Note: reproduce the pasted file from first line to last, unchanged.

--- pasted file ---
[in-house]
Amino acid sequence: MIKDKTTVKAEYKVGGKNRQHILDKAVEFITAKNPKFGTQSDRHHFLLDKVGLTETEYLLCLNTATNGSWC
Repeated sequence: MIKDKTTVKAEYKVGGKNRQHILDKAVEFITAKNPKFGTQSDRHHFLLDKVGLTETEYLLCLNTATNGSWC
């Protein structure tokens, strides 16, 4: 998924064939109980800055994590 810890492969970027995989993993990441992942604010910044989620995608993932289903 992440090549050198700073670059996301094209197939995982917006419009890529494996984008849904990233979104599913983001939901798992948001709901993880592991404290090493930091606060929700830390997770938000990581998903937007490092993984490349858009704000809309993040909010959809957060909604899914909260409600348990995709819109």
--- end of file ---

[in-house]
Amino acid sequence: MIKDKTTVKAEYKVGGKNRQHILDKAVEFITAKNPKFGTQSDRHHFLLDKVGLTETEYLLCLNTATNGSWC
Repeated sequence: MIKDKTTVKAEYKVGGKNRQHILDKAVEFITAKNPKFGTQSDRHHFLLDKVGLTETEYLLCLNTATNGSWC
């Protein structure tokens, strides 16, 4: 998924064939109980800055994590 810890492969970027995989993993990441992942604010910044989620995608993932289903 992440090549050198700073670059996301094209197939995982917006419009890529494996984008849904990233979104599913983001939901798992948001709901993880592991404290090493930091606060929700830390997770938000990581998903937007490092993984490349858009704000809309993040909010959809957060909604899914909260409600348990995709819109």